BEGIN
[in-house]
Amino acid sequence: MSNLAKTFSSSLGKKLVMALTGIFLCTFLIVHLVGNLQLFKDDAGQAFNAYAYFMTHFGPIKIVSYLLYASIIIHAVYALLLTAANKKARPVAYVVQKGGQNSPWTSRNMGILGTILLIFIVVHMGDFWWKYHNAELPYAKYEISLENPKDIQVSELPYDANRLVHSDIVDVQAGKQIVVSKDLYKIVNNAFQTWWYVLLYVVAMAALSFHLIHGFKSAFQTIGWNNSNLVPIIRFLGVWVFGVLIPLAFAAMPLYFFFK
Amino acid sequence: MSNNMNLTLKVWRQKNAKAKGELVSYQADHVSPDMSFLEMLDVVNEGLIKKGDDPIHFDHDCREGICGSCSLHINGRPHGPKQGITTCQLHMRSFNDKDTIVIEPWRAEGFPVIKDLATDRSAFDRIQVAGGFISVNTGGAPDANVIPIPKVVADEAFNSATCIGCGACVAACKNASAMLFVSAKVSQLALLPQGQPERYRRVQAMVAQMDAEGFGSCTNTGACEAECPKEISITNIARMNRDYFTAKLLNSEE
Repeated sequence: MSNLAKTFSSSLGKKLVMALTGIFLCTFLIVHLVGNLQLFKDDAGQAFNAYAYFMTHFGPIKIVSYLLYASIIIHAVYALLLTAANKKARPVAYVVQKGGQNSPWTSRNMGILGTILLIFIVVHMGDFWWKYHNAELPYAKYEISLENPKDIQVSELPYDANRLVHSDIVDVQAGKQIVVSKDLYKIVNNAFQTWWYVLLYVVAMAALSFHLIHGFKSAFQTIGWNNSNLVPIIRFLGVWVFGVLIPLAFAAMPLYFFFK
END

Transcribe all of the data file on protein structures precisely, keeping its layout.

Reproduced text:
[in-house]
Amino acid sequence: MSNLAKTFSSSLGKKLVMALTGIFLCTFLIVHLVGNLQLFKDDAGQAFNAYAYFMTHFGPIKIVSYLLYASIIIHAVYALLLTAANKKARPVAYVVQKGGQNSPWTSRNMGILGTILLIFIVVHMGDFWWKYHNAELPYAKYEISLENPKDIQVSELPYDANRLVHSDIVDVQAGKQIVVSKDLYKIVNNAFQTWWYVLLYVVAMAALSFHLIHGFKSAFQTIGWNNSNLVPIIRFLGVWVFGVLIPLAFAAMPLYFFFK
Amino acid sequence: MSNNMNLTLKVWRQKNAKAKGELVSYQADHVSPDMSFLEMLDVVNEGLIKKGDDPIHFDHDCREGICGSCSLHINGRPHGPKQGITTCQLHMRSFNDKDTIVIEPWRAEGFPVIKDLATDRSAFDRIQVAGGFISVNTGGAPDANVIPIPKVVADEAFNSATCIGCGACVAACKNASAMLFVSAKVSQLALLPQGQPERYRRVQAMVAQMDAEGFGSCTNTGACEAECPKEISITNIARMNRDYFTAKLLNSEE
Repeated sequence: MSNLAKTFSSSLGKKLVMALTGIFLCTFLIVHLVGNLQLFKDDAGQAFNAYAYFMTHFGPIKIVSYLLYASIIIHAVYALLLTAANKKARPVAYVVQKGGQNSPWTSRNMGILGTILLIFIVVHMGDFWWKYHNAELPYAKYEISLENPKDIQVSELPYDANRLVHSDIVDVQAGKQIVVSKDLYKIVNNAFQTWWYVLLYVVAMAALSFHLIHGFKSAFQTIGWNNSNLVPIIRFLGVWVFGVLIPLAFAAMPLYFFFK